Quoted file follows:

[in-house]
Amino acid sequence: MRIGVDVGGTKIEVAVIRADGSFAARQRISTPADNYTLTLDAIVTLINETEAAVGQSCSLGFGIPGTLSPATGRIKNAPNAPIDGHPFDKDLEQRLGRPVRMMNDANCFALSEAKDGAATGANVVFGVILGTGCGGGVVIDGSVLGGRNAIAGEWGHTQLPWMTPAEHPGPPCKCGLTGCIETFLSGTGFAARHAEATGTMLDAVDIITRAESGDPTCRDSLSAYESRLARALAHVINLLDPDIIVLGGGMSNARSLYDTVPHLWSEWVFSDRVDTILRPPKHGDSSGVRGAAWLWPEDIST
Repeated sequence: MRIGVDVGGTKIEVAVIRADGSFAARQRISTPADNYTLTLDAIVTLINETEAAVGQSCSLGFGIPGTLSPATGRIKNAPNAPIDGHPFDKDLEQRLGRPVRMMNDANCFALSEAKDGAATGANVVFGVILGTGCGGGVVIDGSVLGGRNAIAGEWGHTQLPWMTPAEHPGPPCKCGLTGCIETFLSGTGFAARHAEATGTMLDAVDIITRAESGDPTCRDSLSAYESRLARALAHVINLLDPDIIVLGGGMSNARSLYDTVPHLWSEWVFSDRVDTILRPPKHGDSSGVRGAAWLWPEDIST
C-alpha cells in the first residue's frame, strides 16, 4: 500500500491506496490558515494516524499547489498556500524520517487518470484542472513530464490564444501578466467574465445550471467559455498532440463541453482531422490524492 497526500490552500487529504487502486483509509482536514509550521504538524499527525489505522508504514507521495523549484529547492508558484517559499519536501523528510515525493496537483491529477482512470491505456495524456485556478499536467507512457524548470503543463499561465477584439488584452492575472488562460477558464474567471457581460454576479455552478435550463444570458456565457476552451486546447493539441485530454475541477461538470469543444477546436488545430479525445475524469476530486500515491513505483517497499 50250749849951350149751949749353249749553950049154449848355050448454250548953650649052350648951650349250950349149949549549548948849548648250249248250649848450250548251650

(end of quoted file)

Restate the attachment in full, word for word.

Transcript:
[in-house]
Amino acid sequence: MRIGVDVGGTKIEVAVIRADGSFAARQRISTPADNYTLTLDAIVTLINETEAAVGQSCSLGFGIPGTLSPATGRIKNAPNAPIDGHPFDKDLEQRLGRPVRMMNDANCFALSEAKDGAATGANVVFGVILGTGCGGGVVIDGSVLGGRNAIAGEWGHTQLPWMTPAEHPGPPCKCGLTGCIETFLSGTGFAARHAEATGTMLDAVDIITRAESGDPTCRDSLSAYESRLARALAHVINLLDPDIIVLGGGMSNARSLYDTVPHLWSEWVFSDRVDTILRPPKHGDSSGVRGAAWLWPEDIST
Repeated sequence: MRIGVDVGGTKIEVAVIRADGSFAARQRISTPADNYTLTLDAIVTLINETEAAVGQSCSLGFGIPGTLSPATGRIKNAPNAPIDGHPFDKDLEQRLGRPVRMMNDANCFALSEAKDGAATGANVVFGVILGTGCGGGVVIDGSVLGGRNAIAGEWGHTQLPWMTPAEHPGPPCKCGLTGCIETFLSGTGFAARHAEATGTMLDAVDIITRAESGDPTCRDSLSAYESRLARALAHVINLLDPDIIVLGGGMSNARSLYDTVPHLWSEWVFSDRVDTILRPPKHGDSSGVRGAAWLWPEDIST
C-alpha cells in the first residue's frame, strides 16, 4: 500500500491506496490558515494516524499547489498556500524520517487518470484542472513530464490564444501578466467574465445550471467559455498532440463541453482531422490524492 497526500490552500487529504487502486483509509482536514509550521504538524499527525489505522508504514507521495523549484529547492508558484517559499519536501523528510515525493496537483491529477482512470491505456495524456485556478499536467507512457524548470503543463499561465477584439488584452492575472488562460477558464474567471457581460454576479455552478435550463444570458456565457476552451486546447493539441485530454475541477461538470469543444477546436488545430479525445475524469476530486500515491513505483517497499 50250749849951350149751949749353249749553950049154449848355050448454250548953650649052350648951650349250950349149949549549548948849548648250249248250649848450250548251650